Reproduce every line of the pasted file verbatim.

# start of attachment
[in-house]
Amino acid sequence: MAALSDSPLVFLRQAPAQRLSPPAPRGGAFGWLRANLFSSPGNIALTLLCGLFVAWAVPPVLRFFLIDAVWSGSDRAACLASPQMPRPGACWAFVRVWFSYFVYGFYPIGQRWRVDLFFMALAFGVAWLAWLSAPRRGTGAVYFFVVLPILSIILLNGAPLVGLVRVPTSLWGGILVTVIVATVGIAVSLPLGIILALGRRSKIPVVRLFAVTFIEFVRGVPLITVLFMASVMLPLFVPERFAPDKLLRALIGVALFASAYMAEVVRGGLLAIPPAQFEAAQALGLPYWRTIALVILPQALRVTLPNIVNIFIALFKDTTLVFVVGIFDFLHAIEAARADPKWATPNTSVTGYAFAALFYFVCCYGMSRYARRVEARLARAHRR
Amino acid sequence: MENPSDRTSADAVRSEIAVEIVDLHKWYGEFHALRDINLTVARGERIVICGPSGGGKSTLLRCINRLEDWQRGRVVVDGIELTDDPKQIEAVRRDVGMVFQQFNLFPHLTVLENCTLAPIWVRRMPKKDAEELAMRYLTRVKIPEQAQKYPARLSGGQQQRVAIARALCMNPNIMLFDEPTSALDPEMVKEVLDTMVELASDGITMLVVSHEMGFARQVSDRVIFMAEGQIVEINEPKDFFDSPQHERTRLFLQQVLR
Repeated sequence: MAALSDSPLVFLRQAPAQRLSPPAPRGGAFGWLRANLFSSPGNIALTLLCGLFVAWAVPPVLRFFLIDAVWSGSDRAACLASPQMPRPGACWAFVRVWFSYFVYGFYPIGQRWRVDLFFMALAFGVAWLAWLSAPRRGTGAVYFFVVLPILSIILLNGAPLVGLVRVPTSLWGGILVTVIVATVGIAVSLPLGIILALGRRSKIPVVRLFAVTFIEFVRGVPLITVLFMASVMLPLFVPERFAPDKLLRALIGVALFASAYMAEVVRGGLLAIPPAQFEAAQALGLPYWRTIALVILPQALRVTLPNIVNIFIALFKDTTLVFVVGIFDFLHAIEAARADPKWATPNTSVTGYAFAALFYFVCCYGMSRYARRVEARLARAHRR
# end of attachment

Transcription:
[in-house]
Amino acid sequence: MAALSDSPLVFLRQAPAQRLSPPAPRGGAFGWLRANLFSSPGNIALTLLCGLFVAWAVPPVLRFFLIDAVWSGSDRAACLASPQMPRPGACWAFVRVWFSYFVYGFYPIGQRWRVDLFFMALAFGVAWLAWLSAPRRGTGAVYFFVVLPILSIILLNGAPLVGLVRVPTSLWGGILVTVIVATVGIAVSLPLGIILALGRRSKIPVVRLFAVTFIEFVRGVPLITVLFMASVMLPLFVPERFAPDKLLRALIGVALFASAYMAEVVRGGLLAIPPAQFEAAQALGLPYWRTIALVILPQALRVTLPNIVNIFIALFKDTTLVFVVGIFDFLHAIEAARADPKWATPNTSVTGYAFAALFYFVCCYGMSRYARRVEARLARAHRR
Amino acid sequence: MENPSDRTSADAVRSEIAVEIVDLHKWYGEFHALRDINLTVARGERIVICGPSGGGKSTLLRCINRLEDWQRGRVVVDGIELTDDPKQIEAVRRDVGMVFQQFNLFPHLTVLENCTLAPIWVRRMPKKDAEELAMRYLTRVKIPEQAQKYPARLSGGQQQRVAIARALCMNPNIMLFDEPTSALDPEMVKEVLDTMVELASDGITMLVVSHEMGFARQVSDRVIFMAEGQIVEINEPKDFFDSPQHERTRLFLQQVLR
Repeated sequence: MAALSDSPLVFLRQAPAQRLSPPAPRGGAFGWLRANLFSSPGNIALTLLCGLFVAWAVPPVLRFFLIDAVWSGSDRAACLASPQMPRPGACWAFVRVWFSYFVYGFYPIGQRWRVDLFFMALAFGVAWLAWLSAPRRGTGAVYFFVVLPILSIILLNGAPLVGLVRVPTSLWGGILVTVIVATVGIAVSLPLGIILALGRRSKIPVVRLFAVTFIEFVRGVPLITVLFMASVMLPLFVPERFAPDKLLRALIGVALFASAYMAEVVRGGLLAIPPAQFEAAQALGLPYWRTIALVILPQALRVTLPNIVNIFIALFKDTTLVFVVGIFDFLHAIEAARADPKWATPNTSVTGYAFAALFYFVCCYGMSRYARRVEARLARAHRR